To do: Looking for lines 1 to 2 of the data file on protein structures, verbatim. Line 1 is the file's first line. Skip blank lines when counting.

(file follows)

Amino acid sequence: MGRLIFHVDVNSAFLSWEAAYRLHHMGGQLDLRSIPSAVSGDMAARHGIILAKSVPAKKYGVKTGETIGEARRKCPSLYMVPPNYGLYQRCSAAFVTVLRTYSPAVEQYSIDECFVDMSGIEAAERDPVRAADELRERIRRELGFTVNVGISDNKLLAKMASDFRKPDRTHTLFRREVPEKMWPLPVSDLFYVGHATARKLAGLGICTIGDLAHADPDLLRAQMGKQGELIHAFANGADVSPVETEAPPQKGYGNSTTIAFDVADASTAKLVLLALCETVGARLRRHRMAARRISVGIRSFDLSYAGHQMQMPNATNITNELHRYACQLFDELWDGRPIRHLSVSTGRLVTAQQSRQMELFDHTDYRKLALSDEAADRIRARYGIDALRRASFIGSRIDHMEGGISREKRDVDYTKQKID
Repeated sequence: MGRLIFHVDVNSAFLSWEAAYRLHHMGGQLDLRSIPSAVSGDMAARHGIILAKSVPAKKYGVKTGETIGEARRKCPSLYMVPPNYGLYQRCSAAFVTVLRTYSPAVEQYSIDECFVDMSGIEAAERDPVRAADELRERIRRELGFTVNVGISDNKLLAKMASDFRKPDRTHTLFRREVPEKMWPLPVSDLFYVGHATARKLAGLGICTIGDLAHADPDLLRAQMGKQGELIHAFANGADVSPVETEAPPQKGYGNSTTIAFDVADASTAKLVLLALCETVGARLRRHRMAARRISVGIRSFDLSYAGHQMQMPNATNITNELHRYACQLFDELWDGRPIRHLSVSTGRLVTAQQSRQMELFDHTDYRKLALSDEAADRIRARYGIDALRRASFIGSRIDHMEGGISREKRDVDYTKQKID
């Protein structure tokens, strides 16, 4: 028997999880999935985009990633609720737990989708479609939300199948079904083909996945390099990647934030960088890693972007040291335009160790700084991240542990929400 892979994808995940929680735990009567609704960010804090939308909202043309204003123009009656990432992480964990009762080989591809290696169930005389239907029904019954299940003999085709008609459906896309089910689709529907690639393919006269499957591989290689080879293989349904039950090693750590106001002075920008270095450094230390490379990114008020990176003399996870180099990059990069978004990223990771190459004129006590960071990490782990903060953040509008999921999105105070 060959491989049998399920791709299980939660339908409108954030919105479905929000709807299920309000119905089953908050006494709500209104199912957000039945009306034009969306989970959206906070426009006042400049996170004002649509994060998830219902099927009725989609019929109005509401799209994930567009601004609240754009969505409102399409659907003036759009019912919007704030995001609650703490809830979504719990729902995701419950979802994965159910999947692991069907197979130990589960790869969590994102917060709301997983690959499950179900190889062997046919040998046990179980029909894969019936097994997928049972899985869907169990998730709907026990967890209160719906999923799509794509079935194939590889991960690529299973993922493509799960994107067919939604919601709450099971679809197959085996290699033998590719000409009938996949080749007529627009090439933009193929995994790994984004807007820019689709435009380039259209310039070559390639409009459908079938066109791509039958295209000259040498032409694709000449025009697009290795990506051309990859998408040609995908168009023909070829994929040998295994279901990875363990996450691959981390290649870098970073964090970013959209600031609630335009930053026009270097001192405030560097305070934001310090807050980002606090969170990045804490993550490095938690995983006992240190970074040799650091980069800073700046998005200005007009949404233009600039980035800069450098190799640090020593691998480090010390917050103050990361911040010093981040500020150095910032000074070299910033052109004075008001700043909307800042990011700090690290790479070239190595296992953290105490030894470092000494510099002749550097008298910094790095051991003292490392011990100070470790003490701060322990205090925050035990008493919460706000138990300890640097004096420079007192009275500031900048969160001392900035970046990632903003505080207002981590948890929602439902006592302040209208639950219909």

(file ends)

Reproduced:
Amino acid sequence: MGRLIFHVDVNSAFLSWEAAYRLHHMGGQLDLRSIPSAVSGDMAARHGIILAKSVPAKKYGVKTGETIGEARRKCPSLYMVPPNYGLYQRCSAAFVTVLRTYSPAVEQYSIDECFVDMSGIEAAERDPVRAADELRERIRRELGFTVNVGISDNKLLAKMASDFRKPDRTHTLFRREVPEKMWPLPVSDLFYVGHATARKLAGLGICTIGDLAHADPDLLRAQMGKQGELIHAFANGADVSPVETEAPPQKGYGNSTTIAFDVADASTAKLVLLALCETVGARLRRHRMAARRISVGIRSFDLSYAGHQMQMPNATNITNELHRYACQLFDELWDGRPIRHLSVSTGRLVTAQQSRQMELFDHTDYRKLALSDEAADRIRARYGIDALRRASFIGSRIDHMEGGISREKRDVDYTKQKID
Repeated sequence: MGRLIFHVDVNSAFLSWEAAYRLHHMGGQLDLRSIPSAVSGDMAARHGIILAKSVPAKKYGVKTGETIGEARRKCPSLYMVPPNYGLYQRCSAAFVTVLRTYSPAVEQYSIDECFVDMSGIEAAERDPVRAADELRERIRRELGFTVNVGISDNKLLAKMASDFRKPDRTHTLFRREVPEKMWPLPVSDLFYVGHATARKLAGLGICTIGDLAHADPDLLRAQMGKQGELIHAFANGADVSPVETEAPPQKGYGNSTTIAFDVADASTAKLVLLALCETVGARLRRHRMAARRISVGIRSFDLSYAGHQMQMPNATNITNELHRYACQLFDELWDGRPIRHLSVSTGRLVTAQQSRQMELFDHTDYRKLALSDEAADRIRARYGIDALRRASFIGSRIDHMEGGISREKRDVDYTKQKID